A Fozzil bowl that stores flat and snaps together and will hold water. I use it mostly as a place to put my watch and rings and stuff at night, but I can use it to wash underwear and socks in a pinch in warm or hot water that I heated up with the…Esbit stove. The stoves in the gers aren’t really used in the summertime, so I can’t count on access to one of those and wouldn’t want to use fuel for that kind of thing anyway.

Two Travel Towels, each of which fits into its own little bag. I never have to worry about having a towel and I like to have one for my hair. It’s small stuff like this, which is different for everyone, that seems to make travel go more smoothly.

As is true for many places, I always plan to dress in layers. Sturdy pants, light hiking boots or walking shoes, fleece jacket, t-shirts, turtleneck, thermals just in case. Teva flip-flops for going to the shower ger or if it’s hot.

I also always take a couple of del, the long, traditional Mongolian garment. Perfect for a robe in the morning, to wear to the toilet or shower, sit around in in the evening or, and this is really traditional, portable privacy on the road in a country where there are mostly no trees. And it can be really, really flat.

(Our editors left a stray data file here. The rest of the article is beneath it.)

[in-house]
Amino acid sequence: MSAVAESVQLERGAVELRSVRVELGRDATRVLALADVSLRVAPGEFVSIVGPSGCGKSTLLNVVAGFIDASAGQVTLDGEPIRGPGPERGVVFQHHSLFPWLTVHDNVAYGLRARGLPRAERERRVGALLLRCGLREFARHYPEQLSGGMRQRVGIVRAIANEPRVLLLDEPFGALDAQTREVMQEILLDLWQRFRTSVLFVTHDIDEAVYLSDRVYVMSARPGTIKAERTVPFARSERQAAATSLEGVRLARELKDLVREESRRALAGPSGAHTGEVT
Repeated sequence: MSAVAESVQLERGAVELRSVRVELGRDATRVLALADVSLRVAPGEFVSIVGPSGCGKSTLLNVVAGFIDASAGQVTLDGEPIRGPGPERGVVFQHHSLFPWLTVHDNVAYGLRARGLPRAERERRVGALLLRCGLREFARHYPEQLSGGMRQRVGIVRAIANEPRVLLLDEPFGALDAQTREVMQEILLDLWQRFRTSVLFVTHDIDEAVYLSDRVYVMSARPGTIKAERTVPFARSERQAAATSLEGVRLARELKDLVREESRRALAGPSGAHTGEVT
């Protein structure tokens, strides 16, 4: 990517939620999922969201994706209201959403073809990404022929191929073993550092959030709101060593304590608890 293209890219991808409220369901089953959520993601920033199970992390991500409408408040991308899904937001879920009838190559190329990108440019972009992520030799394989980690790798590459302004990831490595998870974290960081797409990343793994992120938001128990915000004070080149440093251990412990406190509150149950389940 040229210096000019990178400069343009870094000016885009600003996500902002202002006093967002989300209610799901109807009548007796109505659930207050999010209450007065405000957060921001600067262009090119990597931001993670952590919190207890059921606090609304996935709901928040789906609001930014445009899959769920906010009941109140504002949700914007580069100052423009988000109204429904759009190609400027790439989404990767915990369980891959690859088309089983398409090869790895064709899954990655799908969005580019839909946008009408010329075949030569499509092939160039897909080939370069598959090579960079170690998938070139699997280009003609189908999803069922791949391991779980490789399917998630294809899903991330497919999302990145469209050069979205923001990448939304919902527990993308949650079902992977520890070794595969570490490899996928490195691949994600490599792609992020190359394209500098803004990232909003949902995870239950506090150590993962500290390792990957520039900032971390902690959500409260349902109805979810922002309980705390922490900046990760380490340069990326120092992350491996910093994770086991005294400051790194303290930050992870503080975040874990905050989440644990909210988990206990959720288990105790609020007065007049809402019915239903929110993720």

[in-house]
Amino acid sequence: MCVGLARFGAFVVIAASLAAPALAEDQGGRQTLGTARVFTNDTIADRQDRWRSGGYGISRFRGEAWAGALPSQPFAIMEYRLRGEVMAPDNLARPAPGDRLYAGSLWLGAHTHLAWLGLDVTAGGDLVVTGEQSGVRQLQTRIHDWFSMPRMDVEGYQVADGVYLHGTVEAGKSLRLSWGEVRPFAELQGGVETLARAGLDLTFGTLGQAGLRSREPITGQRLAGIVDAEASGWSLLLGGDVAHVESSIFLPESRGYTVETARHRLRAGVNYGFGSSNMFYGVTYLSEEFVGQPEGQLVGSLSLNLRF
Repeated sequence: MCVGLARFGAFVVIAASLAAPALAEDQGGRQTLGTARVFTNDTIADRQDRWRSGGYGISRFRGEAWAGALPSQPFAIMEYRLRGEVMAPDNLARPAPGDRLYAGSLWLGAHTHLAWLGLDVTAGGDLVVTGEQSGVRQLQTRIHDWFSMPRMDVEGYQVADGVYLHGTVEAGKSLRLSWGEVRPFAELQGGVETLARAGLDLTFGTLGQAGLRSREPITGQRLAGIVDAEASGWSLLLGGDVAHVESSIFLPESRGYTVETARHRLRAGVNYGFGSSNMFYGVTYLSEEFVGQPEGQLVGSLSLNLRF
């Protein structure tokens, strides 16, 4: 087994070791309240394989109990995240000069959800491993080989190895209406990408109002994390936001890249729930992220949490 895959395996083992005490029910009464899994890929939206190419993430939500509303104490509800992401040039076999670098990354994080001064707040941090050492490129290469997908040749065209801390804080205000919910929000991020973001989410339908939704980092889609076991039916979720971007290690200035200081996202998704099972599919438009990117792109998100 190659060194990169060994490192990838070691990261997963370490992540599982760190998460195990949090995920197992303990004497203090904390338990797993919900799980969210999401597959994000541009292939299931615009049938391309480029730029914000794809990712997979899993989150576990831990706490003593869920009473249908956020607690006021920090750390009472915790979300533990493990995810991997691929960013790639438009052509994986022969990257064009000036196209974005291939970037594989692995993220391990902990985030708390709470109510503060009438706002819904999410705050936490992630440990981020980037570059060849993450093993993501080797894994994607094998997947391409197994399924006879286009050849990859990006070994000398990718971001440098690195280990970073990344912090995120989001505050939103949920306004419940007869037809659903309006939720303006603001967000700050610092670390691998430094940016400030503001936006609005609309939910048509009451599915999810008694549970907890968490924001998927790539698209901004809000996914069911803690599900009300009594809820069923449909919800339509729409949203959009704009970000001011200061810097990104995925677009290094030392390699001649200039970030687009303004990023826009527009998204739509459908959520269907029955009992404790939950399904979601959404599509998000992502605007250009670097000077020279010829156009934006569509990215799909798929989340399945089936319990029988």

One change from previous trips is that I have lots to do in UB this time with various people. I’ve only had “field clothes” before and always felt like I’d just crawled in out of the Gobi. I really needed a nice warm weather outfit. So, our very own local Bohemian Mermaid, Bekki Scotto, carved out an hour a few days ago before she hit the art festival road and met me behind the Safeway store in Arcata with a rack of tempting goodies to choose from. I bought a couple of her hand-dyed rayon t-shirts, and a matching skirt and scarf to wear in town. She made me promise to get my picture taken wearing her finery in Mongolia.

My iPhone with excellent earbuds. I don’t care about airport delays anymore since I can always zone out to music, play solitaire or Paper Toss if I don’t feel like reading. Or watch my virtual koi pond.

I take a small stack of books, paperbacks that I will mostly leave behind as I go.